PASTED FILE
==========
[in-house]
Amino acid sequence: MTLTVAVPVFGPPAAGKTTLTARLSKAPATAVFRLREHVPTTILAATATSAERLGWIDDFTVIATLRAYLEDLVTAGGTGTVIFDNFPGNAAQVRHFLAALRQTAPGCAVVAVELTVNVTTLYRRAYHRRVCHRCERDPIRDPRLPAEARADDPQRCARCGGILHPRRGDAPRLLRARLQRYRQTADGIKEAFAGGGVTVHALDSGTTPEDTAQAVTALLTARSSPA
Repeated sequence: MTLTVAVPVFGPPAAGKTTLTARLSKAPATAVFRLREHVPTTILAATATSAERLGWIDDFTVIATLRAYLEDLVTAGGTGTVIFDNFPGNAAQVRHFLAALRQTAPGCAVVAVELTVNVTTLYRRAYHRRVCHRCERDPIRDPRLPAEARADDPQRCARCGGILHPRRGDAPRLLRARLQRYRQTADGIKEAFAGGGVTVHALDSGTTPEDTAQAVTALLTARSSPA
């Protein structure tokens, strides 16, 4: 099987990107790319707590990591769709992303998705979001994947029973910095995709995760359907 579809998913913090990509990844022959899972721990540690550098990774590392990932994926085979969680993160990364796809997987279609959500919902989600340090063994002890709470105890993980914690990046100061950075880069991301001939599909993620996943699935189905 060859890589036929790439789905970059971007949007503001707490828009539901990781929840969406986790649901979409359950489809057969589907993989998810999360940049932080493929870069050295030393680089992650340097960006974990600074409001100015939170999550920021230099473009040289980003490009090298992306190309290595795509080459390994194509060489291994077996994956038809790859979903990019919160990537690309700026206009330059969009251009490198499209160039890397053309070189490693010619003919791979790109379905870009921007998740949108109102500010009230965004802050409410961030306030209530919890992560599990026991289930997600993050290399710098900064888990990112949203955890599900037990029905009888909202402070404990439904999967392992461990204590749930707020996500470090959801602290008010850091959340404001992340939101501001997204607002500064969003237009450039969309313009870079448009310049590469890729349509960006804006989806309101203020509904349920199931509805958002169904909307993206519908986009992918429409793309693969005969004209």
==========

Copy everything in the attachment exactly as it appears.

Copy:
[in-house]
Amino acid sequence: MTLTVAVPVFGPPAAGKTTLTARLSKAPATAVFRLREHVPTTILAATATSAERLGWIDDFTVIATLRAYLEDLVTAGGTGTVIFDNFPGNAAQVRHFLAALRQTAPGCAVVAVELTVNVTTLYRRAYHRRVCHRCERDPIRDPRLPAEARADDPQRCARCGGILHPRRGDAPRLLRARLQRYRQTADGIKEAFAGGGVTVHALDSGTTPEDTAQAVTALLTARSSPA
Repeated sequence: MTLTVAVPVFGPPAAGKTTLTARLSKAPATAVFRLREHVPTTILAATATSAERLGWIDDFTVIATLRAYLEDLVTAGGTGTVIFDNFPGNAAQVRHFLAALRQTAPGCAVVAVELTVNVTTLYRRAYHRRVCHRCERDPIRDPRLPAEARADDPQRCARCGGILHPRRGDAPRLLRARLQRYRQTADGIKEAFAGGGVTVHALDSGTTPEDTAQAVTALLTARSSPA
């Protein structure tokens, strides 16, 4: 099987990107790319707590990591769709992303998705979001994947029973910095995709995760359907 579809998913913090990509990844022959899972721990540690550098990774590392990932994926085979969680993160990364796809997987279609959500919902989600340090063994002890709470105890993980914690990046100061950075880069991301001939599909993620996943699935189905 060859890589036929790439789905970059971007949007503001707490828009539901990781929840969406986790649901979409359950489809057969589907993989998810999360940049932080493929870069050295030393680089992650340097960006974990600074409001100015939170999550920021230099473009040289980003490009090298992306190309290595795509080459390994194509060489291994077996994956038809790859979903990019919160990537690309700026206009330059969009251009490198499209160039890397053309070189490693010619003919791979790109379905870009921007998740949108109102500010009230965004802050409410961030306030209530919890992560599990026991289930997600993050290399710098900064888990990112949203955890599900037990029905009888909202402070404990439904999967392992461990204590749930707020996500470090959801602290008010850091959340404001992340939101501001997204607002500064969003237009450039969309313009870079448009310049590469890729349509960006804006989806309101203020509904349920199931509805958002169904909307993206519908986009992918429409793309693969005969004209």